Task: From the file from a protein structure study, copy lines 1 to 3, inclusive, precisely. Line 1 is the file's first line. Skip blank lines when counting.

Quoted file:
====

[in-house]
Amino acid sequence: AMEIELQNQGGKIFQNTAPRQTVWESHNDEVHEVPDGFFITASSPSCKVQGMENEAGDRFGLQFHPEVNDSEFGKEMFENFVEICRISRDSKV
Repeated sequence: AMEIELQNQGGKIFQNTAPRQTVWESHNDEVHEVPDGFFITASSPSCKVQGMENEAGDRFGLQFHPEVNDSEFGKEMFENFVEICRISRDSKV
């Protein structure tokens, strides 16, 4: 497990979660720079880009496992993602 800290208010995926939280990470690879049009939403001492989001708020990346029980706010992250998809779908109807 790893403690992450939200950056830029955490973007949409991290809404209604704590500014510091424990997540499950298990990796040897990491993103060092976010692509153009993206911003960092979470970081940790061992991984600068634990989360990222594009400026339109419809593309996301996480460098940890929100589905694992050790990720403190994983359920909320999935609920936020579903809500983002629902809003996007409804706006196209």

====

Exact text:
[in-house]
Amino acid sequence: AMEIELQNQGGKIFQNTAPRQTVWESHNDEVHEVPDGFFITASSPSCKVQGMENEAGDRFGLQFHPEVNDSEFGKEMFENFVEICRISRDSKV
Repeated sequence: AMEIELQNQGGKIFQNTAPRQTVWESHNDEVHEVPDGFFITASSPSCKVQGMENEAGDRFGLQFHPEVNDSEFGKEMFENFVEICRISRDSKV